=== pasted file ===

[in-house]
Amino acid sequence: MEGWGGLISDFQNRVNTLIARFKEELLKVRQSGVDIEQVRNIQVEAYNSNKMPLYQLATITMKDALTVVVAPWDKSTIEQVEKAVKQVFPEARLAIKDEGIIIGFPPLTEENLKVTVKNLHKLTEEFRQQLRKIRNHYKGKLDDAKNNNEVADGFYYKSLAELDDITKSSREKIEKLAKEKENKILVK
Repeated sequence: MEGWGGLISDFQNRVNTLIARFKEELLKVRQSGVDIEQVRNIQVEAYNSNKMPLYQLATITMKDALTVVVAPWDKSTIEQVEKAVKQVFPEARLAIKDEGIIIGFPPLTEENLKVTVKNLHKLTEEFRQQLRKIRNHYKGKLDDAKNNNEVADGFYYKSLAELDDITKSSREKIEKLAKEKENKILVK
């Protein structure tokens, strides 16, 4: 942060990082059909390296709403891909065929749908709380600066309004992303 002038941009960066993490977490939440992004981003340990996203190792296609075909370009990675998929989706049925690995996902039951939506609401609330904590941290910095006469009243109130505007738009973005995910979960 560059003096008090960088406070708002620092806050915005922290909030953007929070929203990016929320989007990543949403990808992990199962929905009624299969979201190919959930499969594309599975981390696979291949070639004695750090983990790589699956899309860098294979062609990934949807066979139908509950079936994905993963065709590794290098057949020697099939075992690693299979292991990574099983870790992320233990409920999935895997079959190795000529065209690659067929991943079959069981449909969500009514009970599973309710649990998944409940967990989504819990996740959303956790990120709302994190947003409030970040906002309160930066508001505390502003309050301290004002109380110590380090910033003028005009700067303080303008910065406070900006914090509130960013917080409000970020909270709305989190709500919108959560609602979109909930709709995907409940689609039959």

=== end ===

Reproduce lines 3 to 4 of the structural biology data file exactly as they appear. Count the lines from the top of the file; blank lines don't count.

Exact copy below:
Repeated sequence: MEGWGGLISDFQNRVNTLIARFKEELLKVRQSGVDIEQVRNIQVEAYNSNKMPLYQLATITMKDALTVVVAPWDKSTIEQVEKAVKQVFPEARLAIKDEGIIIGFPPLTEENLKVTVKNLHKLTEEFRQQLRKIRNHYKGKLDDAKNNNEVADGFYYKSLAELDDITKSSREKIEKLAKEKENKILVK
């Protein structure tokens, strides 16, 4: 942060990082059909390296709403891909065929749908709380600066309004992303 002038941009960066993490977490939440992004981003340990996203190792296609075909370009990675998929989706049925690995996902039951939506609401609330904590941290910095006469009243109130505007738009973005995910979960 560059003096008090960088406070708002620092806050915005922290909030953007929070929203990016929320989007990543949403990808992990199962929905009624299969979201190919959930499969594309599975981390696979291949070639004695750090983990790589699956899309860098294979062609990934949807066979139908509950079936994905993963065709590794290098057949020697099939075992690693299979292991990574099983870790992320233990409920999935895997079959190795000529065209690659067929991943079959069981449909969500009514009970599973309710649990998944409940967990989504819990996740959303956790990120709302994190947003409030970040906002309160930066508001505390502003309050301290004002109380110590380090910033003028005009700067303080303008910065406070900006914090509130960013917080409000970020909270709305989190709500919108959560609602979109909930709709995907409940689609039959």